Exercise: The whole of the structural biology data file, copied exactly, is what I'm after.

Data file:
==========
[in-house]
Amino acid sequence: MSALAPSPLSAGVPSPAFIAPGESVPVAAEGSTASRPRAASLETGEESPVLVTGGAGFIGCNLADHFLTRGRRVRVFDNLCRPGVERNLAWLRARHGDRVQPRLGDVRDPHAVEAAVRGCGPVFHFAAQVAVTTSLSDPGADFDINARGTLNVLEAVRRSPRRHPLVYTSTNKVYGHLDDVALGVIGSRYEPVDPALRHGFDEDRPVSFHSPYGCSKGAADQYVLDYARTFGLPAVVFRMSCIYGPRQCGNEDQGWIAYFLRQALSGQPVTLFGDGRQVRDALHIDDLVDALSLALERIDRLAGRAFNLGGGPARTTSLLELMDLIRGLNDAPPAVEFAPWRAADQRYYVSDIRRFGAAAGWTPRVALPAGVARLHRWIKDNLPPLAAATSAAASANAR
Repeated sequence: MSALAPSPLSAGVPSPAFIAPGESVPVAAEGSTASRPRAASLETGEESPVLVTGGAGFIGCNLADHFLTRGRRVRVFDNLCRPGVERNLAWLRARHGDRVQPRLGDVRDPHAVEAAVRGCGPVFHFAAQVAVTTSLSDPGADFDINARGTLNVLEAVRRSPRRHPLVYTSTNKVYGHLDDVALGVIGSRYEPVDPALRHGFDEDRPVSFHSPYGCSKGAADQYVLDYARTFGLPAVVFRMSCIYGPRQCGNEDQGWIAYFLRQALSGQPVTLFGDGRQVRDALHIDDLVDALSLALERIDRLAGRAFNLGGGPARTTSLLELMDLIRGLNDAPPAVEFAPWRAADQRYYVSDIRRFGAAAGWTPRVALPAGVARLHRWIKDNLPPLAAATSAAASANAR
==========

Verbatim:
[in-house]
Amino acid sequence: MSALAPSPLSAGVPSPAFIAPGESVPVAAEGSTASRPRAASLETGEESPVLVTGGAGFIGCNLADHFLTRGRRVRVFDNLCRPGVERNLAWLRARHGDRVQPRLGDVRDPHAVEAAVRGCGPVFHFAAQVAVTTSLSDPGADFDINARGTLNVLEAVRRSPRRHPLVYTSTNKVYGHLDDVALGVIGSRYEPVDPALRHGFDEDRPVSFHSPYGCSKGAADQYVLDYARTFGLPAVVFRMSCIYGPRQCGNEDQGWIAYFLRQALSGQPVTLFGDGRQVRDALHIDDLVDALSLALERIDRLAGRAFNLGGGPARTTSLLELMDLIRGLNDAPPAVEFAPWRAADQRYYVSDIRRFGAAAGWTPRVALPAGVARLHRWIKDNLPPLAAATSAAASANAR
Repeated sequence: MSALAPSPLSAGVPSPAFIAPGESVPVAAEGSTASRPRAASLETGEESPVLVTGGAGFIGCNLADHFLTRGRRVRVFDNLCRPGVERNLAWLRARHGDRVQPRLGDVRDPHAVEAAVRGCGPVFHFAAQVAVTTSLSDPGADFDINARGTLNVLEAVRRSPRRHPLVYTSTNKVYGHLDDVALGVIGSRYEPVDPALRHGFDEDRPVSFHSPYGCSKGAADQYVLDYARTFGLPAVVFRMSCIYGPRQCGNEDQGWIAYFLRQALSGQPVTLFGDGRQVRDALHIDDLVDALSLALERIDRLAGRAFNLGGGPARTTSLLELMDLIRGLNDAPPAVEFAPWRAADQRYYVSDIRRFGAAAGWTPRVALPAGVARLHRWIKDNLPPLAAATSAAASANAR